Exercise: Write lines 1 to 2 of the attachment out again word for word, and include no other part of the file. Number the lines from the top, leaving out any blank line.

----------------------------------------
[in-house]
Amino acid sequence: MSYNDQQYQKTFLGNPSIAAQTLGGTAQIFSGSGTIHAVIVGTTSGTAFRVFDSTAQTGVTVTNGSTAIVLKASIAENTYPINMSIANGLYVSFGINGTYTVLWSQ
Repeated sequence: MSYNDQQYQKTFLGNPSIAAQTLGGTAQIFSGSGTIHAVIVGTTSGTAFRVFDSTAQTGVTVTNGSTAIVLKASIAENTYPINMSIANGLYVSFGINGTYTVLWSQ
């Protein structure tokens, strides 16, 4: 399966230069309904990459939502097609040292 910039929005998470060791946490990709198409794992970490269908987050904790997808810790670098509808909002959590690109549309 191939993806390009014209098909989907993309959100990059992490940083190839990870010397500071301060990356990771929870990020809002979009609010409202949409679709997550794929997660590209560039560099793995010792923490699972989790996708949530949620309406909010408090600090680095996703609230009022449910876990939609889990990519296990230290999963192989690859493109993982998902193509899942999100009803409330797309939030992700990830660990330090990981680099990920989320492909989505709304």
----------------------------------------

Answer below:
[in-house]
Amino acid sequence: MSYNDQQYQKTFLGNPSIAAQTLGGTAQIFSGSGTIHAVIVGTTSGTAFRVFDSTAQTGVTVTNGSTAIVLKASIAENTYPINMSIANGLYVSFGINGTYTVLWSQ